"Uh ... I guess so." I hadn't thought about it like that. Suddenly it wasn't as funny as I had once thought.
There was worse, both for me and for others. Like the Coogan Law, there are too many loopholes. If you ever need to convince someone not to get their kid into show business, inform them that it's still legal in several places to Photoshop a child's head onto a nude adult body. Sexual exploitation is just part of the package.
Probably one of the reasons I was never big into partying as a teen was because I was scared of the public finding out. "Friends" of mine would sometimes post things I'd said or pictures I was in on public websites, which caused rifts and some serious trust issues. Even now, I will duck out of the way at parties when someone brings out a camera -- even though I'm well over 21, I haven't been a recognizable name in years, and my parties tend to be less "coke orgy," more "board game bonanza."
Nearly every teenager rebels. But most of them have about five people they need to answer to when they screw up: teachers, school administrators, and their parents or guardians. Maybe the police or other authorities, if they're rowdy or growing up in a rough area, or a wise neighbor if they grew up in a sitcom.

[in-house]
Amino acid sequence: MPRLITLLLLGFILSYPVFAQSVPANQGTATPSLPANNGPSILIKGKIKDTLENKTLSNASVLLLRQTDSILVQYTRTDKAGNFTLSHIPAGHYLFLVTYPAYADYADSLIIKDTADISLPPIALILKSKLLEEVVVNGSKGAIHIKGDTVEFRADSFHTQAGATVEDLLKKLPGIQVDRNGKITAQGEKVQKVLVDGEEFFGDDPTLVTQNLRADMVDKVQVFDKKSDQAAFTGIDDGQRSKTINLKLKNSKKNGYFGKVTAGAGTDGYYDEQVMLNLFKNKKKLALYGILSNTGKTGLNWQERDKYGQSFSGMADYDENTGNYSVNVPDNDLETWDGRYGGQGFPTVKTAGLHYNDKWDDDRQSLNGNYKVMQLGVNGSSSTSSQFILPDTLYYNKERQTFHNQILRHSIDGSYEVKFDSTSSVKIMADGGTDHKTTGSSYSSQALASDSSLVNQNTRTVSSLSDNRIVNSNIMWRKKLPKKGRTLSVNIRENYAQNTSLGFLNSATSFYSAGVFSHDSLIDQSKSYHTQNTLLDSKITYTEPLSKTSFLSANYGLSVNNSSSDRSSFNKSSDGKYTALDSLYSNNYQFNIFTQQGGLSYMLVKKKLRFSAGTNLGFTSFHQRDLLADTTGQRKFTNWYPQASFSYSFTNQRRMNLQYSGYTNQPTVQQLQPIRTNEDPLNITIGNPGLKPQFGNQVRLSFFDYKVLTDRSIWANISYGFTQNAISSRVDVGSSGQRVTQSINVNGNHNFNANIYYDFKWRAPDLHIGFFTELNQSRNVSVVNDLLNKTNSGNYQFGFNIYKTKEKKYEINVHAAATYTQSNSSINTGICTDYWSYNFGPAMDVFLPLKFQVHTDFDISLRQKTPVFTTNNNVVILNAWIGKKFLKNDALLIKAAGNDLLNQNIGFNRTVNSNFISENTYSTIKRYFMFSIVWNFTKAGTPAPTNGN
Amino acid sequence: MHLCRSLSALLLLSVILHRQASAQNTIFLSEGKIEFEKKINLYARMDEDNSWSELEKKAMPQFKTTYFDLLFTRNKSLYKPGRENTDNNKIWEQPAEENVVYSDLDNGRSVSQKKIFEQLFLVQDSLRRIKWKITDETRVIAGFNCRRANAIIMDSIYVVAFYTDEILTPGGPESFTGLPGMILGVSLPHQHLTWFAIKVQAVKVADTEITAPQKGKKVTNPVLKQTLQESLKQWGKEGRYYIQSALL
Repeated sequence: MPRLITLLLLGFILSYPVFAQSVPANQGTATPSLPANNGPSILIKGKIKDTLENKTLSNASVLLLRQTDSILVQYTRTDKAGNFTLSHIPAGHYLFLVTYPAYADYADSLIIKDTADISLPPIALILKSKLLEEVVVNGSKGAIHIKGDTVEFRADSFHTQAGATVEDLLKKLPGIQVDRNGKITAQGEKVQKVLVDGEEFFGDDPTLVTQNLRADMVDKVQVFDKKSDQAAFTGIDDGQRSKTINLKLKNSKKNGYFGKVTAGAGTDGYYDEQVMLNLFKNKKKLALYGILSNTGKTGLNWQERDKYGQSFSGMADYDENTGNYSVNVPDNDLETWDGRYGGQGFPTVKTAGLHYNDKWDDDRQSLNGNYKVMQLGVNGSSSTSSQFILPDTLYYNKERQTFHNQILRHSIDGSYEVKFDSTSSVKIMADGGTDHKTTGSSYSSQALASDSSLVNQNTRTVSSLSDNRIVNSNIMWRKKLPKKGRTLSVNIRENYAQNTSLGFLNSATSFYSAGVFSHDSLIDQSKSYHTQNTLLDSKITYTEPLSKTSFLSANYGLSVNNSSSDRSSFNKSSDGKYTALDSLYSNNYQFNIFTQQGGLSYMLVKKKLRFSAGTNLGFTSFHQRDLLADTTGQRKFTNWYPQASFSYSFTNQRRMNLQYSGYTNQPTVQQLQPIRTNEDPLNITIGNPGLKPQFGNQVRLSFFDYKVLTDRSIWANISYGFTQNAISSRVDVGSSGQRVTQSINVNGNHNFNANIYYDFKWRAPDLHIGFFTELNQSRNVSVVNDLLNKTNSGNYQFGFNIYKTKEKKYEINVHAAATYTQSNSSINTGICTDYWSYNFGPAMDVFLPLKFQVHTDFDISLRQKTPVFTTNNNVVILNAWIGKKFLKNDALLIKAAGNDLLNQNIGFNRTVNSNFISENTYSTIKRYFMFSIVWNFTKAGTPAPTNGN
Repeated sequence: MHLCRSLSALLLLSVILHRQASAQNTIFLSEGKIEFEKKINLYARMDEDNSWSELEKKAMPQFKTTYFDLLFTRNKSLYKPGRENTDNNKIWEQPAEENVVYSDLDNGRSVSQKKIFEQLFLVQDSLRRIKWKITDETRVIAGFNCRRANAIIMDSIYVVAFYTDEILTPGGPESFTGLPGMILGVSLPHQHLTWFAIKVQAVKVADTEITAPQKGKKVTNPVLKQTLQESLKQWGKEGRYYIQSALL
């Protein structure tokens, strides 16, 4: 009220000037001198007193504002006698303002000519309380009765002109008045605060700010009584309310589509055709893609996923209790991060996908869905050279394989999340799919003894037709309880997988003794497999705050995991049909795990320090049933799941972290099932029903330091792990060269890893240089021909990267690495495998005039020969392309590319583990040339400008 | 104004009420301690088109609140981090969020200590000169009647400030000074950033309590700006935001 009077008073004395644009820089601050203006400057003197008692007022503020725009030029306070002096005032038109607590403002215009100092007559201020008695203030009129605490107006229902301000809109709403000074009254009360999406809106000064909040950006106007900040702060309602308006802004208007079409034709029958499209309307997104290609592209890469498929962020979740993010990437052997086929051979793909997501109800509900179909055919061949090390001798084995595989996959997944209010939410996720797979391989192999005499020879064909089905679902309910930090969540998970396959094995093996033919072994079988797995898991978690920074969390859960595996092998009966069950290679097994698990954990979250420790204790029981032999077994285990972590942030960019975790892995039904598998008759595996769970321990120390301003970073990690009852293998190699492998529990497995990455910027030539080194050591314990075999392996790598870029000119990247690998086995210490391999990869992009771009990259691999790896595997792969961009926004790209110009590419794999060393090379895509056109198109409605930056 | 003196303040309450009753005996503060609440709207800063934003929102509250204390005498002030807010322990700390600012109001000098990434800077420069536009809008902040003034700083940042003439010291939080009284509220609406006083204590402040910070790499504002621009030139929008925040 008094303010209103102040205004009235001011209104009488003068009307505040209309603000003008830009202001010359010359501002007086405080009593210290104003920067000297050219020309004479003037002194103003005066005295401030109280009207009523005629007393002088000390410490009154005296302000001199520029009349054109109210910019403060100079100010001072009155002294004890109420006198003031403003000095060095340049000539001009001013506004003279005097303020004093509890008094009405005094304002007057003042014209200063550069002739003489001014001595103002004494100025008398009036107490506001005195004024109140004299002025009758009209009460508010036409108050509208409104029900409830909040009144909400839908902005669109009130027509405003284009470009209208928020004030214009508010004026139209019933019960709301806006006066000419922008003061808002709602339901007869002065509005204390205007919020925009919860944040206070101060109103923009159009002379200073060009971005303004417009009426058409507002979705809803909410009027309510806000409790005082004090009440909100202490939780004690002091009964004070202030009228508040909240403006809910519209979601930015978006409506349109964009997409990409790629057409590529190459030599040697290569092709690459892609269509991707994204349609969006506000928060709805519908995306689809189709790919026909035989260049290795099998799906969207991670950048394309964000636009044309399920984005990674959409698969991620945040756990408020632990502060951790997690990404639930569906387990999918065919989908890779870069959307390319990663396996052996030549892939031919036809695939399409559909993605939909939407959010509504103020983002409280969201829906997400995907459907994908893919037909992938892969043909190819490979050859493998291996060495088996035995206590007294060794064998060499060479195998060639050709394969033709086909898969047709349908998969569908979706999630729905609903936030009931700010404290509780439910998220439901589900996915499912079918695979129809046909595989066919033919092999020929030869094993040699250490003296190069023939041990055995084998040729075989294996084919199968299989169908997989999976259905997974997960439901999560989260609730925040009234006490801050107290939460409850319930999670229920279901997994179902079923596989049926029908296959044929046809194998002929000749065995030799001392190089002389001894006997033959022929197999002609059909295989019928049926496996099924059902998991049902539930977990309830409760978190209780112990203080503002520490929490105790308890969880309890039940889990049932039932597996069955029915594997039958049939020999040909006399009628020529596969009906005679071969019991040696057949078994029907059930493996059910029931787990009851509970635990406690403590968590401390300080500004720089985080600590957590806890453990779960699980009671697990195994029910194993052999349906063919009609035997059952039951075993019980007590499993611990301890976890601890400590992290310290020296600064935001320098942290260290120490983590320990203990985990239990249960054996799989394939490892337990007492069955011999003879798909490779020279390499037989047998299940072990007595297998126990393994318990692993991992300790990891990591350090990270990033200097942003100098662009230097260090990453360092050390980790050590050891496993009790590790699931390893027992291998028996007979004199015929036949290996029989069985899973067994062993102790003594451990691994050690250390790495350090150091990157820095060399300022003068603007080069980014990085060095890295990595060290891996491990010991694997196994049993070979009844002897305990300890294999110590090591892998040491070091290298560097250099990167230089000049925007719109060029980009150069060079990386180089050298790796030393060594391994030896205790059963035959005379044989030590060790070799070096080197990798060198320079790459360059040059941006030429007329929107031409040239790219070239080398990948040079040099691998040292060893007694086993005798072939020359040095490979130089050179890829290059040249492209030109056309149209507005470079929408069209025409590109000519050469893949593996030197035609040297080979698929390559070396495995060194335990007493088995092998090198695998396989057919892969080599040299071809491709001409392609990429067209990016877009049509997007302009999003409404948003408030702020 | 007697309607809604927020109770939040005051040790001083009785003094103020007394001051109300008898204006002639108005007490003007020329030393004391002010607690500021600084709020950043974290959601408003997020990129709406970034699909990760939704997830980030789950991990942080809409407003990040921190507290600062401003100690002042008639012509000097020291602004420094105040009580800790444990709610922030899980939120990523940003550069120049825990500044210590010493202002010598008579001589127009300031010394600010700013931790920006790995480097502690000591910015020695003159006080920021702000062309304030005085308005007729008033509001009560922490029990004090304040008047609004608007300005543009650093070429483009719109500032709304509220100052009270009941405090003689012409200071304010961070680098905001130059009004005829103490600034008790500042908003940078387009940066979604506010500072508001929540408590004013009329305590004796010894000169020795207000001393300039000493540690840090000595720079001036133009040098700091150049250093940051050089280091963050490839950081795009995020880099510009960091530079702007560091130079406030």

Now imagine if you, as a kid, had millions of people watching your every move. First, there's your own entourage: parents or guardians, agents, managers, producers, studio heads, executives of all kinds. And then there are the fans: kids your age who think they know you because they've seen your face on TV, parents who pray you stay squeaky clean because their children want to be you.
Having to live up to your fan base is a little like having to deal with a million strict parents who don't actually love you. They reward you for your cuteness and cleverness, but are quick to judge and punish. And they do not want you ever to grow up. How do you react? The way any sullen teenager does: You get resentful, and as soon as you have the freedom, you act out.
Look at when most teen and child stars committed crimes and had breakdowns. Most were in their late teens, or even well into their 20s. When everyone else their age was getting detention for flipping off teachers or getting grounded for breaking curfew, Disney and Viacom and Fox were doing everything they could to ensure that their adorable little props weren't causing trouble and costing them millions of dollars.